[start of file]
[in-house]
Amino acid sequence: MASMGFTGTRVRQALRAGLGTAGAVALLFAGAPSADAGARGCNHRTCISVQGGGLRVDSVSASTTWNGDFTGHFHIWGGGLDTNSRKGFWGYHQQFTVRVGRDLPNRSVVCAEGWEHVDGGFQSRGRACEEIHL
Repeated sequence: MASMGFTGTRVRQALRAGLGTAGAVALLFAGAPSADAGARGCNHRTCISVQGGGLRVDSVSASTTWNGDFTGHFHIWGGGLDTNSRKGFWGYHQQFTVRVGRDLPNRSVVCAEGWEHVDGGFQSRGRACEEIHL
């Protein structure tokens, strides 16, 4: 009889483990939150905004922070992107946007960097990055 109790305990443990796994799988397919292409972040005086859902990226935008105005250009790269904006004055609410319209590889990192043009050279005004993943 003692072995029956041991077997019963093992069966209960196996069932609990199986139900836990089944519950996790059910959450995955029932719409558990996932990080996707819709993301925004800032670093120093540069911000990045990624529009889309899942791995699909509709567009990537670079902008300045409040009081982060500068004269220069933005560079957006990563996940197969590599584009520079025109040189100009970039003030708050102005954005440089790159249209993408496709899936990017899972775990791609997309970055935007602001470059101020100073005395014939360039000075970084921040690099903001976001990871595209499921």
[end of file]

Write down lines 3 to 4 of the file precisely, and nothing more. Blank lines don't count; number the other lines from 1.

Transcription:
Repeated sequence: MASMGFTGTRVRQALRAGLGTAGAVALLFAGAPSADAGARGCNHRTCISVQGGGLRVDSVSASTTWNGDFTGHFHIWGGGLDTNSRKGFWGYHQQFTVRVGRDLPNRSVVCAEGWEHVDGGFQSRGRACEEIHL
């Protein structure tokens, strides 16, 4: 009889483990939150905004922070992107946007960097990055 109790305990443990796994799988397919292409972040005086859902990226935008105005250009790269904006004055609410319209590889990192043009050279005004993943 003692072995029956041991077997019963093992069966209960196996069932609990199986139900836990089944519950996790059910959450995955029932719409558990996932990080996707819709993301925004800032670093120093540069911000990045990624529009889309899942791995699909509709567009990537670079902008300045409040009081982060500068004269220069933005560079957006990563996940197969590599584009520079025109040189100009970039003030708050102005954005440089790159249209993408496709899936990017899972775990791609997309970055935007602001470059101020100073005395014939360039000075970084921040690099903001976001990871595209499921």